Justice Scalia's Tax Jurisprudence, Stephen T. Black, Katherine D. Black Apr 2003

Justice Scalia's Tax Jurisprudence, Stephen T. Black, Katherine D. Black

Law Faculty Scholarship

Justice Scalia is an outspoken conservative acclaimed for his remarkable intellect and scholarship, and is noted for his adherence to the principle of judicial restraint. He pursues what he insists is an "originalist" path that relies on the Constitution's actual text in decision-making. He works hard to try to maintain constitutional interpretation that does not change from case to case.

So what happens when an "originalist"--concerned that Congress writes imprecise legislation and then leaves its interpretation and application in the hands of administrative agencies or, worse yet, the courts-is forced to deal with tax issues? This article takes ...


Analysis Of Data Relevant To Establishing Outer Limits Of A Continental Shelf Under Law Of The Sea Article 76, Martin Jakobsson, Larry A. Mayer, Andy Armstrong Apr 2003

Analysis Of Data Relevant To Establishing Outer Limits Of A Continental Shelf Under Law Of The Sea Article 76, Martin Jakobsson, Larry A. Mayer, Andy Armstrong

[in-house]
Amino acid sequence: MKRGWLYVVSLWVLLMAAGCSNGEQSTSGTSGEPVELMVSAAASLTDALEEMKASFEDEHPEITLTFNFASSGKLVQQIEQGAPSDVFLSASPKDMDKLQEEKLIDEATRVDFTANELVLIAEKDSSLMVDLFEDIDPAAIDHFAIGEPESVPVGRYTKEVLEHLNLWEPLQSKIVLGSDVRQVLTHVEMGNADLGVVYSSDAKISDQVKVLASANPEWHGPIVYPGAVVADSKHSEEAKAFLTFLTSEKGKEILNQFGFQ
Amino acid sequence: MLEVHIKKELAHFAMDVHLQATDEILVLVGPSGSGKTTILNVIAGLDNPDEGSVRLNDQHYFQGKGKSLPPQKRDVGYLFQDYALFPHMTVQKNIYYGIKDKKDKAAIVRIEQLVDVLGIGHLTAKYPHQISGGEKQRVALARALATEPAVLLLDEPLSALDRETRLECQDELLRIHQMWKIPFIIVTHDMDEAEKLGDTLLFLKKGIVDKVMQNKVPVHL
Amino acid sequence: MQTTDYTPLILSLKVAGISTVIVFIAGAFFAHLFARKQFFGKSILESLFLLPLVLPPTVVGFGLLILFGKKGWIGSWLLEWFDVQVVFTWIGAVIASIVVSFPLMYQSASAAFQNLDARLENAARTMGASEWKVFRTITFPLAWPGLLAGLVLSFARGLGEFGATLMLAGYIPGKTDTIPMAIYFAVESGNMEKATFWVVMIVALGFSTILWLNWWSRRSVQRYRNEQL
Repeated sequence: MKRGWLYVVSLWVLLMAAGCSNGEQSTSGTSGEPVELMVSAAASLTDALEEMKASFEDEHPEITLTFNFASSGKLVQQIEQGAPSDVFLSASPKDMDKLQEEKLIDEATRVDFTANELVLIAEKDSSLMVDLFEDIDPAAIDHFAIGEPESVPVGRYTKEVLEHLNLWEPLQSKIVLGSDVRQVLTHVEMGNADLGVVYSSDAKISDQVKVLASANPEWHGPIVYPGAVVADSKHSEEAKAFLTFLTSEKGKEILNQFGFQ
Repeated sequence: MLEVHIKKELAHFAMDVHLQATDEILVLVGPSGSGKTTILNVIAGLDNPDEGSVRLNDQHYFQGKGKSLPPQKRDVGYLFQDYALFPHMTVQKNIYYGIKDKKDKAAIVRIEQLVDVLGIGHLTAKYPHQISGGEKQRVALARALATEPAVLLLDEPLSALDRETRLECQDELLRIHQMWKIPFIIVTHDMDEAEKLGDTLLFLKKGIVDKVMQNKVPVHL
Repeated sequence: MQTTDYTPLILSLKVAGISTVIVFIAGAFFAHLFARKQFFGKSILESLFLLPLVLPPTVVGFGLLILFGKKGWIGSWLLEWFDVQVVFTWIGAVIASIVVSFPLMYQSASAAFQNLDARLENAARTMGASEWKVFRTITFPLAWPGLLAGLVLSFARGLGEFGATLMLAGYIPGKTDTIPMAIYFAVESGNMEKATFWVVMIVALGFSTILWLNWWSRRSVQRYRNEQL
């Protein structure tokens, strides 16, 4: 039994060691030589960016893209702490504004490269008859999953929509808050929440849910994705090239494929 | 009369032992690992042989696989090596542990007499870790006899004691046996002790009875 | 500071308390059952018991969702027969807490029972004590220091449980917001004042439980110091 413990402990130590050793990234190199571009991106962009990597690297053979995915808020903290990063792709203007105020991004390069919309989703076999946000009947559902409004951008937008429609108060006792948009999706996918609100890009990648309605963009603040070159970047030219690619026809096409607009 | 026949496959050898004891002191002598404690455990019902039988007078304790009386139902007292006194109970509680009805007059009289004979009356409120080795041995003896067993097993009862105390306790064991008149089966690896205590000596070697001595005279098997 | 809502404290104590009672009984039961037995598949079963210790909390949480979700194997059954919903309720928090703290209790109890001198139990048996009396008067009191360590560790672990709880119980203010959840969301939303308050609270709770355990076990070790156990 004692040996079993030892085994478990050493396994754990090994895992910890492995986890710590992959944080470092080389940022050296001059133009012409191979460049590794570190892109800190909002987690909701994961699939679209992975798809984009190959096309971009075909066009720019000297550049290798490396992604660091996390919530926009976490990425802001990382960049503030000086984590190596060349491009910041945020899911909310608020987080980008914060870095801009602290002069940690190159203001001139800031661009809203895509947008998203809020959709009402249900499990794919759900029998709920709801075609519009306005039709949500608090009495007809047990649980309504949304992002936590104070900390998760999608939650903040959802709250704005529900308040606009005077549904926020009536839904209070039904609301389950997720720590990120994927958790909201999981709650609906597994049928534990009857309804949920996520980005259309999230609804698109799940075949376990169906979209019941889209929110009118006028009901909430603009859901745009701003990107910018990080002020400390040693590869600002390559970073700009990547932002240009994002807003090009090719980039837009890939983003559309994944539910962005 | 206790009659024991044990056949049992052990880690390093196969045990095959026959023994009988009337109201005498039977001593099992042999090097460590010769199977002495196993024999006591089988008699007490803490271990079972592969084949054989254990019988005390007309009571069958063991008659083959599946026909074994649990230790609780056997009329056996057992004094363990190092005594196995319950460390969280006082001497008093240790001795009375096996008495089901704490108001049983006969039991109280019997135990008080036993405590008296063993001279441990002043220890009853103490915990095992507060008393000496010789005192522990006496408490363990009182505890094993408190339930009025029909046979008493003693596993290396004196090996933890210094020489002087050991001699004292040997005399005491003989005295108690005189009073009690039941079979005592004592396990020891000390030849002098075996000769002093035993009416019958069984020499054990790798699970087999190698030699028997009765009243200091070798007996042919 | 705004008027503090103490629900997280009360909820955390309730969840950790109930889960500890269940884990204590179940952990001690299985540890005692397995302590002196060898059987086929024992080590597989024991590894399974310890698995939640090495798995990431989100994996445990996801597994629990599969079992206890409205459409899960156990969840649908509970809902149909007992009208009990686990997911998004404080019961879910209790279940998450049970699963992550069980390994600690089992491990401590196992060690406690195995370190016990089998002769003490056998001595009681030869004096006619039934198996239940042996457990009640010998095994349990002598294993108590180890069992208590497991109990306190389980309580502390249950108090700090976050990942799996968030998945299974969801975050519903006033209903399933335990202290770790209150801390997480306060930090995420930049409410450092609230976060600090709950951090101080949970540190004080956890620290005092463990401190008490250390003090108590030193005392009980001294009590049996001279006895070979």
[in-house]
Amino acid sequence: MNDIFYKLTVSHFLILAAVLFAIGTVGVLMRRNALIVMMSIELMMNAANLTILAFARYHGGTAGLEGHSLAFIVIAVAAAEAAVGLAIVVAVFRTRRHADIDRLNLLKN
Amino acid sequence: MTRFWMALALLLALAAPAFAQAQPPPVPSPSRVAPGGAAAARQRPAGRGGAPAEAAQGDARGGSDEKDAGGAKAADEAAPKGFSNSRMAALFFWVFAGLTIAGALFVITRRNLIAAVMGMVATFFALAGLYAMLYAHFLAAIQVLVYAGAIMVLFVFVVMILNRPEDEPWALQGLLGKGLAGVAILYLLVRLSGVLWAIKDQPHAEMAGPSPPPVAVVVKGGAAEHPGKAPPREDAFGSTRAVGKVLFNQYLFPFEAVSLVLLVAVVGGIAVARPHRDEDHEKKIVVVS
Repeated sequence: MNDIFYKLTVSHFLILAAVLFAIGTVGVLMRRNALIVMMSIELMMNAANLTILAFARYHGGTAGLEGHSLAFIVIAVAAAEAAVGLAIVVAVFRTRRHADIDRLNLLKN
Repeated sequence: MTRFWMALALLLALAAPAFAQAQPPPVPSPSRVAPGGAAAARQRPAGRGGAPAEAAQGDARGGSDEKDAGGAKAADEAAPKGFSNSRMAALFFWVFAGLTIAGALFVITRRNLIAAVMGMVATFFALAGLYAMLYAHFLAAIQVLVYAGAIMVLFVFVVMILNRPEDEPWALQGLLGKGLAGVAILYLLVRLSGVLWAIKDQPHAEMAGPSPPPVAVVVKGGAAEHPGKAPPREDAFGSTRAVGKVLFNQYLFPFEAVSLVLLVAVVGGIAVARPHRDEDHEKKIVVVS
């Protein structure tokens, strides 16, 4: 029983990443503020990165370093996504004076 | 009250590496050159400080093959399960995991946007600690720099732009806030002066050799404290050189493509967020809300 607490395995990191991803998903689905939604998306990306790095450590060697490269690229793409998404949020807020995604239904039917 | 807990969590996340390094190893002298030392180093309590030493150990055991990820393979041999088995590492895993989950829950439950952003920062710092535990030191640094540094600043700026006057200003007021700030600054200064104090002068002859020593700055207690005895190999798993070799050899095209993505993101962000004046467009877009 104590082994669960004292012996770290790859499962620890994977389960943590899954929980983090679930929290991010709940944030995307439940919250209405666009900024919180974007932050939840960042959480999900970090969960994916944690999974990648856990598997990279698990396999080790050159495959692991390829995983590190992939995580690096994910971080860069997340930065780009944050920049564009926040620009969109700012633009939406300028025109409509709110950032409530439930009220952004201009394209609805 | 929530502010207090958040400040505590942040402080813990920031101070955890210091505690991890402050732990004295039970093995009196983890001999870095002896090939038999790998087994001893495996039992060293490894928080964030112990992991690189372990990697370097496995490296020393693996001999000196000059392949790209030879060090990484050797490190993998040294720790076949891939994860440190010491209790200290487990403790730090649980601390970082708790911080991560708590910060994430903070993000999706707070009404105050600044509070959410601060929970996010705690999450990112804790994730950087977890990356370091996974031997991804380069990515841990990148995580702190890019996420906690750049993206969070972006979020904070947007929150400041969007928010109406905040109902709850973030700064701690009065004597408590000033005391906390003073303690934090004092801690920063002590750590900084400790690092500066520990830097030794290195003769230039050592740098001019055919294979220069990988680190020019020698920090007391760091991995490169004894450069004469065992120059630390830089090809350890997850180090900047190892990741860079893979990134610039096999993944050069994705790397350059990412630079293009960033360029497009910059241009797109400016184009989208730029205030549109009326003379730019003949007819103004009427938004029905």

Center for Coastal and Ocean Mapping

Coastal states may extend the limits of their juridically defined continental shelf beyond 200 nautical miles from their baselines under the provisions set forth in Article 76 of the United Nations Convention on the Law of the Sea (UNCLOS). In a preparatory desktop study, the University of New Hampshire’s Center for Coastal and Ocean Mapping/Joint Hydrographic Center analysed existing U.S. bathymetric and geophysical data holdings, identified data adequacy, and survey requirements to prepare a U.S. claim beyond the Exclusive Economical Zone (EEZ). In this paper we describe the methodology for our desktop study with particular emphasis ...


Agricultural Biotechnology In China: An Unreachable Goal?, Stanley P. Kowalski Jan 2003

Agricultural Biotechnology In China: An Unreachable Goal?, Stanley P. Kowalski

Law Faculty Scholarship